Stamp prices decreasing April 10

Published 3:20 pm Tuesday, March 1, 2016

For the first time since 1919, the price for first-class stamps will drop.

The official price for first-class stamps will fall two cents on April 10 from 49 cents to 47 cents.

The United States Postal Service announced that beginning April 10, they will be required to reduce certain prices, including the Forever stamp.

This mandatory action will worsen the Postal Service’s financial condition by reducing revenue and increasing its net losses by approximately $2 billion per year, according to a release from the

“The exigent surcharge granted to the Postal Service last year only partially alleviated our extreme multi-year revenue declines resulting from the great recession, which exceed $7 billion in 2009 alone,” Postmaster General and CEO Megan J. Brennan said in a release. “Removing the surcharge and reducing our prices is an irrational outcome considering the Postal Service’s precarious financial condition.”

An order from the Postal Regulatory Commission requires the 4.3-percent exigent surcharge to be reversed after the Postal Service has collected surcharges totaling $4.6 billion.

As outlined in a notice filed with the PRC, that amount is expected to be reached by April 10.

Postal Service prices for mailing services are capped by law at the rate of inflation as measured by the Consumer Price Index for all urban consumers.

However, the law does allow for exigent pricing due to the extraordinary or exceptional circumstances.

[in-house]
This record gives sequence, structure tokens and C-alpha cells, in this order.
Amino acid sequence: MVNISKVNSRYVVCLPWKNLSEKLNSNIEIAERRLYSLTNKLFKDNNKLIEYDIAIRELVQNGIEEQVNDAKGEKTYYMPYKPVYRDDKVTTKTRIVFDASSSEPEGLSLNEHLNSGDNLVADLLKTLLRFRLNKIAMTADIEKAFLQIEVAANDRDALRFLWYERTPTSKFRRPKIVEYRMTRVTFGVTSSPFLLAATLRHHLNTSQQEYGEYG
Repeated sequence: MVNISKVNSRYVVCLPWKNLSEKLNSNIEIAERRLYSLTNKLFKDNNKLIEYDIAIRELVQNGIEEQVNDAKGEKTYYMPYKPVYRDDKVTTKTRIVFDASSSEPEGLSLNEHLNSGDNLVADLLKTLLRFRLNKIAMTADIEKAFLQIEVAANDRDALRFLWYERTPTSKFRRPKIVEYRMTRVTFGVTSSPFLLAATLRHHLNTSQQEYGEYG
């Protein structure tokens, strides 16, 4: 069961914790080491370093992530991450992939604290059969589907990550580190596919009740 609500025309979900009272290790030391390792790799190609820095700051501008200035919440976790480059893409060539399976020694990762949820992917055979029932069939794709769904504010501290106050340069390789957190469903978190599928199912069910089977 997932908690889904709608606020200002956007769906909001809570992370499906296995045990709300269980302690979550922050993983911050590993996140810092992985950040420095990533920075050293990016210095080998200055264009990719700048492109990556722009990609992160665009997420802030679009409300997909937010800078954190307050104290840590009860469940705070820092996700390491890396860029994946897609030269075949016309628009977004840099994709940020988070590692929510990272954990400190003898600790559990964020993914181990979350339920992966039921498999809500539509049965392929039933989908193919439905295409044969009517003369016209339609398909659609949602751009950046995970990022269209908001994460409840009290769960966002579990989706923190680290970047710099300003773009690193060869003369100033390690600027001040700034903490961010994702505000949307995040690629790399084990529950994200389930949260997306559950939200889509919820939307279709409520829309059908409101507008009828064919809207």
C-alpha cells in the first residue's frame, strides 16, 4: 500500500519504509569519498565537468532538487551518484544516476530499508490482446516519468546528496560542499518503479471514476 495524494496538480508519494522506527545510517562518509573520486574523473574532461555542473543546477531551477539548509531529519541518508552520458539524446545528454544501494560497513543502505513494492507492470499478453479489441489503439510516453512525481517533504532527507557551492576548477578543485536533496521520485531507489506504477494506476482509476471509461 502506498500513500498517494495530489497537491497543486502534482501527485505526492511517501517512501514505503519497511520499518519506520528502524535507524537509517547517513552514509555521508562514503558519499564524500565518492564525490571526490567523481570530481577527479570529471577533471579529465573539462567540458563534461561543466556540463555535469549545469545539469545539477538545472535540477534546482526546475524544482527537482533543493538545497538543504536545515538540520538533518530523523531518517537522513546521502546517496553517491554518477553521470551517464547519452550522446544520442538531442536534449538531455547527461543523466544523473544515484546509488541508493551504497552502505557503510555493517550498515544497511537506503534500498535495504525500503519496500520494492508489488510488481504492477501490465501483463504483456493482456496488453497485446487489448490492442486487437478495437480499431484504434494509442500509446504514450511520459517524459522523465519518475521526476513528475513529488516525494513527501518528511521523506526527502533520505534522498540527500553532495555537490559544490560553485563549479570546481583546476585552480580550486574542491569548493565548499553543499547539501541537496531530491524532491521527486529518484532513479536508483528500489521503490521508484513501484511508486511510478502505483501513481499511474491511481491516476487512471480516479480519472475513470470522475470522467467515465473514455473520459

That was the case when the Postal Service sought and ultimately received approval for the current exigent pricing, citing the severe effects of the great recession on Postal Service mail volume.

However, the PRC did not accept the views of the Postal Service concerning the extent of the harm resulting from the great recession, and the PRC strictly limited the period of time that the Postal Service could continue to collect the exigent surcharge.

While the Postal Service has experienced rapid growth in package volume over the past few years, it is not nearly enough to offset the decline in revenues from market-dominant products, especially First-Class Mail.

Brennan added that the Postal Service’s current pricing system, where products that generate roughly 76 percent of its revenues fall under the statutory price cap, is fundamentally unsuited to the Postal Service’s current business environment in which First-Class Mail volume continues to decline and the network costs required to provide universal service continue to rise.

“Our current pricing regime is unworkable and should be replaced with a system that provides greater pricing flexibility and better reflects the economic challenges facing the postal service,” Brennan said in a release.

The cost for each additional ounce of a letter will fall from 22 to 21 cents. International letters will fall from $1.20 to $1.15, and postcards will fall from 35 to 34 cents.

Local post office employees were unable to comment on the price change.

In July 1919, stamp prices fell from 3 cents to 2 cents, the only other time stamp prices have fallen.